The marketing system is on an Oracle (www.oracle.com) platform. For the CRM system, Viking submitted an RFP to seven companies, selected Clarify (www.clarify.com) as its preferred vendor and is currently performing a proof-of-concept pilot with Clarify.
Staying informed in flight
Qantas Airways (www.qantas.com) considers the key to its success to be customer loyalty. Established in 1920, it is Australia’s leading airline with over 4,200 flights a week carrying more than 17 million passengers a year to destinations worldwide.
Qantas achieves that loyalty by understanding customer needs and providing prompt service to customer requests, according to Granville May, Qantas’ manager of performance and process improvement. That requires speedy data collection.
Of particular concern was the lack of customer information while planes were in flight. After a plane departed from an Australian airport, Qantas received no information on customer issues until the plane returned to an Australian airport, which could take as long as 15 days. In-flight customer action notices (ICAN) solved that problem by providing communication between the crew and airline at every stop a plane makes. Information is collected on each Qantas flight and faxed to the airline at each landing. Each month, more than 20,000 forms are scanned, read and distributed via Teleform from Cardiff (www.cardiff .com). Responses are provided before the plane leaves the ground again.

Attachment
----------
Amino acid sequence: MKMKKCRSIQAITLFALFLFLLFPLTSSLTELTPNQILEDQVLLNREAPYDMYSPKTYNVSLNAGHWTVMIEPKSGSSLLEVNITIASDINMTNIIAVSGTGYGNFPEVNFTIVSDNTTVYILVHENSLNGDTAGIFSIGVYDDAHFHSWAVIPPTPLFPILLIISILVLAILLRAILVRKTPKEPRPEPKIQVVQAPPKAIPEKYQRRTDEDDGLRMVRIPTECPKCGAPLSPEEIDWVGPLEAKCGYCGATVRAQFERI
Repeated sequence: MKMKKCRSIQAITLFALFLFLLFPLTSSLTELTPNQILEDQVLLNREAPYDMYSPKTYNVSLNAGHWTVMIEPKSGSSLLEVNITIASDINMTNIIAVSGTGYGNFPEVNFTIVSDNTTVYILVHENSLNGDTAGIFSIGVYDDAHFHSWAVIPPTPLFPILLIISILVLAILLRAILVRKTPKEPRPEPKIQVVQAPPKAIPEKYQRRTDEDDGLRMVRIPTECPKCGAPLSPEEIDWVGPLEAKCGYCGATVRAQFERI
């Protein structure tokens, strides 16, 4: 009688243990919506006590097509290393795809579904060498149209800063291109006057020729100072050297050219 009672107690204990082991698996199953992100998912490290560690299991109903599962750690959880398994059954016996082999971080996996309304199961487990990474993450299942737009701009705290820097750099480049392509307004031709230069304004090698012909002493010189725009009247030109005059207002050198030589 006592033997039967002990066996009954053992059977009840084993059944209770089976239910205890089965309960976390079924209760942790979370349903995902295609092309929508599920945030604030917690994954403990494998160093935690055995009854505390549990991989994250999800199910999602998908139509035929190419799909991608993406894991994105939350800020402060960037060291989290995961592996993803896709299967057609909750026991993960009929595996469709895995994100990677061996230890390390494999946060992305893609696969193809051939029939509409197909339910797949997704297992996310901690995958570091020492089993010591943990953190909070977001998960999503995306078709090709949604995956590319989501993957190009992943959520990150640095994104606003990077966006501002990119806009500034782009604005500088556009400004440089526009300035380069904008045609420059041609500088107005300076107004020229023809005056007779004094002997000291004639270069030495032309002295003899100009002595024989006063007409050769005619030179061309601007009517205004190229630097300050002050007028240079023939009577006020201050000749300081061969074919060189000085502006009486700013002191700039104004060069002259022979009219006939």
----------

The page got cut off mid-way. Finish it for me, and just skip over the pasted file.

The system has been adopted by Qantas for use in additional applications. A Trip Performance Review form is used to evaluate each of the 6,000 crew members on every flight. Various forms are used in key performance indicator (KPI) reviews. For recruitment and training seminars, additional forms are used to survey attendees.
Via the Internet and eventually satellite communication, vital information will be exchanged with increasing rapidity, saving money and improving customer service. z